The second set of exploits would test the foundation of a multi-step exploit. My goal was to test how likely I could execute my entire plan without inadvertently disclosing it and putting it in jeopardy.

The third set of exploits would be to compromise any target. It would not be the actual approach or anything resembling it. I wanted to capture metrics on the speed of a successful compromise and the complexity of the exploit sequence. I would be rating how fast I would measure against a python attack.

Needless to say, I spent almost a year of weekends going to different locations with different permutations of my exploit tests. I wanted to ensure if anyone was tracking my exploits they would not see any pattern in the exploits themselves. Even my haircuts and style of clothing would differ to minimize the likeliness of my person being discovered. The end result was worth the annoyance.

I confirmed my entire kill chain would succeed even if parts of it could be stopped. I monitored the vulnerability databases and research papers and I was excited that my entire kill chain had not been discovered.

Still Like a Python

I was ready to execute the attack. I admit it was difficult to wait for the right time to attack. I distracted myself by planning how to hide my tracks. I also started contributing to open source projects that related to my kill chain. I would introduce purposeful bugs with two purposes: make my kill chain stronger but without looking obvious and make the discovery of a specific vulnerability come likely. Having a specific vulnerability announced and its potential havoc disclosed too would be my queue to strike.

You may be wondering how a vulnerability being disclosed would be my preferred strategy. I have been waiting to share that this vulnerability though easily resolved would be difficult to distribute. It would take months before it would be mitigated. This would give me months to attack high profile targets. The python attack would go down in greater infamy than any exploit in history.

And so, I waited and waited until one day I read this blog post.

"Security Research Company has published a critical vulnerability and its patch. SRC highly recommends that affected manufacturers immediately recall all their devices. Due to the nature of the vulnerability it is not feasible to distribute a patch in a software update without rendering the devices useless. Consumers beware of enabling any wireless or wired network communications if a recall option is not available. Failure to do so leaves the consumer vulnerable to multiple forms of identity threat. SRC stressed that the vulnerability is unlikely to be exploited due to the complex means it was originally discovered. That said, SRC cautions that this vulnerability not be taken lightly."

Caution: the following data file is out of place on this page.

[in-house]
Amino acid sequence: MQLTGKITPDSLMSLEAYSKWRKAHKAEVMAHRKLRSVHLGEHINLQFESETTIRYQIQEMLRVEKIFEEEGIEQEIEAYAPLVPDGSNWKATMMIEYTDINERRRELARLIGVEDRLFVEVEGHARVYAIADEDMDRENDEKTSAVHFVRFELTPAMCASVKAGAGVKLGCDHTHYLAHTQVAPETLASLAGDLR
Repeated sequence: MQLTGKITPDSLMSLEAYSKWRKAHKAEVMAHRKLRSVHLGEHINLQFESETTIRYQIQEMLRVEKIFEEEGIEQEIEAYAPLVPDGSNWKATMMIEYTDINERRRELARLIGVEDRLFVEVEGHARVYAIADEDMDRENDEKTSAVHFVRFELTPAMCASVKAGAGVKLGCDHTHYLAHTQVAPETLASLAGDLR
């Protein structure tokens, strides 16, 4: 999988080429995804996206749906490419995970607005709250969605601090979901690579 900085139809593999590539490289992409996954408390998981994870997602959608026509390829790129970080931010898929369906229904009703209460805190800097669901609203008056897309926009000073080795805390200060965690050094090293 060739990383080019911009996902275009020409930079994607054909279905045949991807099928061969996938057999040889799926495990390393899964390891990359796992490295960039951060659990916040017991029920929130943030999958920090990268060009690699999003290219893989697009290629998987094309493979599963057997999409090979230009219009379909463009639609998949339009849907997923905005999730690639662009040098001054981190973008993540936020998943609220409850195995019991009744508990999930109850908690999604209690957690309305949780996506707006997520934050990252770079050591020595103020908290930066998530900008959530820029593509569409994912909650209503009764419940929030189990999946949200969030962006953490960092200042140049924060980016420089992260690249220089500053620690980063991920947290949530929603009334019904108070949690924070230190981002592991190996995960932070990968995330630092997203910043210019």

Time to strike…

Before You Go

A Note from the Author

This second edition was updated to include references to articles to aid in learning about cyber security.

Please consider leaving a review of this novel at http://getbook.at/BHC-PythonAttack.

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*Main Image Credit : The awesome piece of artwork used to head this article is called 'Python Dev Kit' and it was created by graphic designer Christina Young



Wikipedia has an overview of Stuxnet.
"Stuxnet." Wikipedia.


Time and time again the simplest attacks are the most effective.
Hern, Alex. "'Most cyberattacks come through simple failures' - security specialist." The Guardian: November 6, 2013.

Furthermore, the human is the weakest link and simple attacks are effective in exploiting individuals.
Santavy, Jon. "Social Engineering an Executive, an Employee, and a Grandma." Secjuice: June 11, 2018.


There are a number of popular hacker tools.
Raza, Ali. "8 Most Popular and Best Hacking Tools." HackRead: January 23, 2016.

This article gives an opinion of two operating systems preloaded with hacker tools.
Chavan, Rohan. "Kali Linux vs Parrot - Whats Different?" Secjuice: May 16, 2018.


Disgruntled employees retaliating with a cyber-attack is definitely possible. The FBI warned about this several years ago.
Higgins, Sean. "FBI warns cyber sabotage, extortion by disgruntled employees rising." Washington Examiner: September 27, 2014.

Recently a major corporation was a victim of a disgruntled employee.
Hull, Dana and Eidelson, Josh. "Musk says Tesla hit with 'extensive' sabotage by employee." Automotive News: June 18, 2018.

Main Image Credit : The awesome piece of artwork used to head this article is called 'Python Dev Kit' and it was created by graphic designer Christina Young.